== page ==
Free Software Foundation blasts M$
Microsoft's proposals to settle its dispute with the EU is a threat to Samba, according to the European arm of the Free Software Foundation. The company has, so far, refused to allow its interoperability information to be used to create Open Source software.
Earlier this week Microsoft revealed that it had written to the European Commission with what Steve Ballmer called 'serious concessions' in order to settle the dispute which arose following the March 2004 antitrust ruling by the European Commission.
As part of the remedy, Microsoft was ordered to reveal some of its interoperability code to allow rival server software to work with desktop Windows. However, since the ruling, Microsoft has tried to limit the extent to which it is forced to reveal what it considers to be its intellectual property.
While now agreeing that most third-party software which derives from the interoperability protocols should be 'fairly licenced' and available world wide, Microsoft has balked at liberalising the licence to the extent it would be compatible with Open Source.
Redmond argues that any Open Source software based on Microsoft protocols would be published and by definition enter the public domain, thus bypassing any other royalty agreement that Microsoft might try to impose on third parties licensing directly.
Georg Greve, president of Free Software Foundation Europe, berates the European Union for agreeing to the argument and says that it is merely a way for Microsoft to drag its feet still further.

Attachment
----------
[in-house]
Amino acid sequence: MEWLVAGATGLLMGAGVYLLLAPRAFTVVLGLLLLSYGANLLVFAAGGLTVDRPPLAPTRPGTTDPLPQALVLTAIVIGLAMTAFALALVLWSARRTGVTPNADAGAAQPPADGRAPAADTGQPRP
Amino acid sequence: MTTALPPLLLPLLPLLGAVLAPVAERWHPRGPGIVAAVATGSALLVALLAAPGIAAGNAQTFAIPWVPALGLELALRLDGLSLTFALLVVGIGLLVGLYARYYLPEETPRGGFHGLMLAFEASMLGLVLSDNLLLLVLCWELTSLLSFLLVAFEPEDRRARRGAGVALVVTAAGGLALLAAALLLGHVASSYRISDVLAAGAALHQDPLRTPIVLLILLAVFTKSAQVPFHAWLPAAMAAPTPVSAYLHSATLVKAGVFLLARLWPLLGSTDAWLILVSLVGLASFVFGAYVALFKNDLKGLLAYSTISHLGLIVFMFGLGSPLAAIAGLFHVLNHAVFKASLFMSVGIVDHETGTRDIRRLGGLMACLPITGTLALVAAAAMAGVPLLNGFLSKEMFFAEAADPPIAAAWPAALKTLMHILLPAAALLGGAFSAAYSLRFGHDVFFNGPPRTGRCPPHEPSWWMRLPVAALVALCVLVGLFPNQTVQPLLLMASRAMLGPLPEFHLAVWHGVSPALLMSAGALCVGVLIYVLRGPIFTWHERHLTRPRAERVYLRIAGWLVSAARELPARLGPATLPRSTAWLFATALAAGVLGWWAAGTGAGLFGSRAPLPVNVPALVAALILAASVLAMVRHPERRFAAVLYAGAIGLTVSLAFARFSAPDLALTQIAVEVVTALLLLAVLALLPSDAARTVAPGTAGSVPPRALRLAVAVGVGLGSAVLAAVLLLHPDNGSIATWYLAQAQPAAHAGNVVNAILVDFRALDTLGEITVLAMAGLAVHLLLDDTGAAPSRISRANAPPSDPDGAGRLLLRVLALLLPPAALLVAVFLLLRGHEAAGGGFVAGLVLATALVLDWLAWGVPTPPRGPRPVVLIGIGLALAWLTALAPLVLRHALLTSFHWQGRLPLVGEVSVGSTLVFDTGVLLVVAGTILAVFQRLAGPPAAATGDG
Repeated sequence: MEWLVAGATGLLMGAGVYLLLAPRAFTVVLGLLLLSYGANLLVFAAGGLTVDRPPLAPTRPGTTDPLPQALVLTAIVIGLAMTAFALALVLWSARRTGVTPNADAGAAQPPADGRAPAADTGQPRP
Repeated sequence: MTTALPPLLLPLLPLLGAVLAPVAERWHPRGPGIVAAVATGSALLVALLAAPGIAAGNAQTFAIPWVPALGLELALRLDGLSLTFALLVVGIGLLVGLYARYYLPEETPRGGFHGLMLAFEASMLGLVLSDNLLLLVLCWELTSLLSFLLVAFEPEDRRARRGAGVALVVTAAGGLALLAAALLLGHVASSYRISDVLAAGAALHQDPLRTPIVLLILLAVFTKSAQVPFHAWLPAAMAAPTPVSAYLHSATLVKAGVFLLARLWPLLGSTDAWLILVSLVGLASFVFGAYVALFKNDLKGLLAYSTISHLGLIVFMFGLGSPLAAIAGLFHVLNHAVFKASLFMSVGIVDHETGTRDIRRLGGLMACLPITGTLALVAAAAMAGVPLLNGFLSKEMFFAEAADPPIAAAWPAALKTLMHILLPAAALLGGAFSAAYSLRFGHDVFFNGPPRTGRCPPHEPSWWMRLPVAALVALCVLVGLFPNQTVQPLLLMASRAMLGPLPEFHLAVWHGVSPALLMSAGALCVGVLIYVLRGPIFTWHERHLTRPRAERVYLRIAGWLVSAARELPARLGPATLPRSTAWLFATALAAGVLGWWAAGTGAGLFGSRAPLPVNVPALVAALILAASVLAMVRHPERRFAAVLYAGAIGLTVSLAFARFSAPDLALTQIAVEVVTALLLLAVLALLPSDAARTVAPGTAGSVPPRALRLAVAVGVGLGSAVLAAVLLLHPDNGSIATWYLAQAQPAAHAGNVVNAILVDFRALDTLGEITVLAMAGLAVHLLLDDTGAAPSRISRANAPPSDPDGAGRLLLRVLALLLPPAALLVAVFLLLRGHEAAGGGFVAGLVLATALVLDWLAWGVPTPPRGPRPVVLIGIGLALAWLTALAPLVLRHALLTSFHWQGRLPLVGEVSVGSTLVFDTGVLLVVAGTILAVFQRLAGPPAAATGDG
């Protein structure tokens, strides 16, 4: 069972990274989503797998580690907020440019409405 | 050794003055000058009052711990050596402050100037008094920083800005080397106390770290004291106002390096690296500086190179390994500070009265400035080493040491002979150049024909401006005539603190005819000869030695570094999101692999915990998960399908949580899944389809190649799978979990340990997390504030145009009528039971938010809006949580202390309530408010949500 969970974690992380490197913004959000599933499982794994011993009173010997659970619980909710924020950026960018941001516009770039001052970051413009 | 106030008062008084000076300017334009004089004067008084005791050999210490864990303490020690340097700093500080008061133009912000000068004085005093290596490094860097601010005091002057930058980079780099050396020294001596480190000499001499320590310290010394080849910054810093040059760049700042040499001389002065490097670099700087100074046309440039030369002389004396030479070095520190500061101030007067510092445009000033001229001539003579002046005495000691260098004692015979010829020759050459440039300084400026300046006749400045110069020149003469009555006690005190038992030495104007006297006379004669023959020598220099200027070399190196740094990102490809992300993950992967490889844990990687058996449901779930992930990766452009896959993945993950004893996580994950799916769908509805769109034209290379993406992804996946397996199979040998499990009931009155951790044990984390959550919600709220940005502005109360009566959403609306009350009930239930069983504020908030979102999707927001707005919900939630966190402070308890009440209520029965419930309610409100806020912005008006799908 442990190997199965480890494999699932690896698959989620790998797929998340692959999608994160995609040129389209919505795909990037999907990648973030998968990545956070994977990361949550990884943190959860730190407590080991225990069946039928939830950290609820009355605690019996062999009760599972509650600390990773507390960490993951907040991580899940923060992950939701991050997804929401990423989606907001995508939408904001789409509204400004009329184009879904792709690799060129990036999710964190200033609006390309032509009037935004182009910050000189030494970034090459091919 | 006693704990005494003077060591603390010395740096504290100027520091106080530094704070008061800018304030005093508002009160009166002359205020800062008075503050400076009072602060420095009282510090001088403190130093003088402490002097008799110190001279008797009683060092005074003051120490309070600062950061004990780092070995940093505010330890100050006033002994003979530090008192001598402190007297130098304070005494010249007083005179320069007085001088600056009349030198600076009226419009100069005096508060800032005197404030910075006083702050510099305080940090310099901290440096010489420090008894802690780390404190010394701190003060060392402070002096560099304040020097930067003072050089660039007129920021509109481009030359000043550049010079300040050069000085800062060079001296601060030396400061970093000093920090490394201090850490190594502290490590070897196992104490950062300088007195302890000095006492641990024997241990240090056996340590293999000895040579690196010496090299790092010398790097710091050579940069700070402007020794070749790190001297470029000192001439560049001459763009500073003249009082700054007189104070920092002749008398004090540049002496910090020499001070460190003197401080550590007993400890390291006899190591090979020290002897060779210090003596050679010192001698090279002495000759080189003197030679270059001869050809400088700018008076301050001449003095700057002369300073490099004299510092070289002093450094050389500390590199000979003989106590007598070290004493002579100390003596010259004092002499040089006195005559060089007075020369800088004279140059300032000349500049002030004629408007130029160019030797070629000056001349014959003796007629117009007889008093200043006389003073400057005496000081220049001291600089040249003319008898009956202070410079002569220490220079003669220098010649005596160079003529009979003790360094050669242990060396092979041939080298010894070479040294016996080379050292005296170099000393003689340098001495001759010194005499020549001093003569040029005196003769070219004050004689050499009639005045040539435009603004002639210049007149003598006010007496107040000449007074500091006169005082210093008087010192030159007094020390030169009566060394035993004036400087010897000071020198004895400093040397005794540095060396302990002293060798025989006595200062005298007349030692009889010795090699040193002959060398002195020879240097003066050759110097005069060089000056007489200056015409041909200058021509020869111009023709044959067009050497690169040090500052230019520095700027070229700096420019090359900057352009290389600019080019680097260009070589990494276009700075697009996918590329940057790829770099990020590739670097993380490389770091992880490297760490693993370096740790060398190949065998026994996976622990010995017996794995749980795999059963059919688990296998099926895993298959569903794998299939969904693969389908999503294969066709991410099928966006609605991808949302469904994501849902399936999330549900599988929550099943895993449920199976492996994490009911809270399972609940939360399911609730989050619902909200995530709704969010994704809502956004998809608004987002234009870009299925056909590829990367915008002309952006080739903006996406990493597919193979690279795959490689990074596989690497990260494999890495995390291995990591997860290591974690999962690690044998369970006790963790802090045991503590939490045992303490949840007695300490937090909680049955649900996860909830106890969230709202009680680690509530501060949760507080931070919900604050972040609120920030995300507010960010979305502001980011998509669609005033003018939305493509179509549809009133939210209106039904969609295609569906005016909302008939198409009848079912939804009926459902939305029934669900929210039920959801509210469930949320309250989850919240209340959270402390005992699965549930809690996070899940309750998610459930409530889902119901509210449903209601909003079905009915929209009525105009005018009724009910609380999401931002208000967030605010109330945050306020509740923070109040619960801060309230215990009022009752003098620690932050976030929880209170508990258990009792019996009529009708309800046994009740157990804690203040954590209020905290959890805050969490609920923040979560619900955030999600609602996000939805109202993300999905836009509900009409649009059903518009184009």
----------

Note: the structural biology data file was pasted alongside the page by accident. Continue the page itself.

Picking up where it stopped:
'By accepting the notion that some protocols may be considered innovation, the European Commission opened a Pandora's box of legal house-to-house fighting,' according to Greve. 'Microsoft will declare all the protocols as innovative and will defend them for as long as they can. Its would-be competitors and the Commission on the other hand will never be able to compete with Microsoft's army of several hundred lawyers.'
Despite Greve's attacks, the Commissioners have not yet fully accepted Microsoft's offer. Instead, the EU says it wishes to 'market test' the proposals to the industry to measure general acceptance before agreeing to them. Nevertheless, the FSFE feels that the voice of the Open Source community may not be heard.
Greve also suspects that there is another commercial motive behind Microsoft making an exception of Open Source.
'The proposal specifically precludes the information from being used in a Free Software implementation, such as the Samba workgroup server software,' Greve said. 'As Samba is the only remaining major competitor of Microsoft in this market, the Microsoft proposal translates to: Of course we will give you the specifications - unless you happen to be a serious competitor of ours, that is.'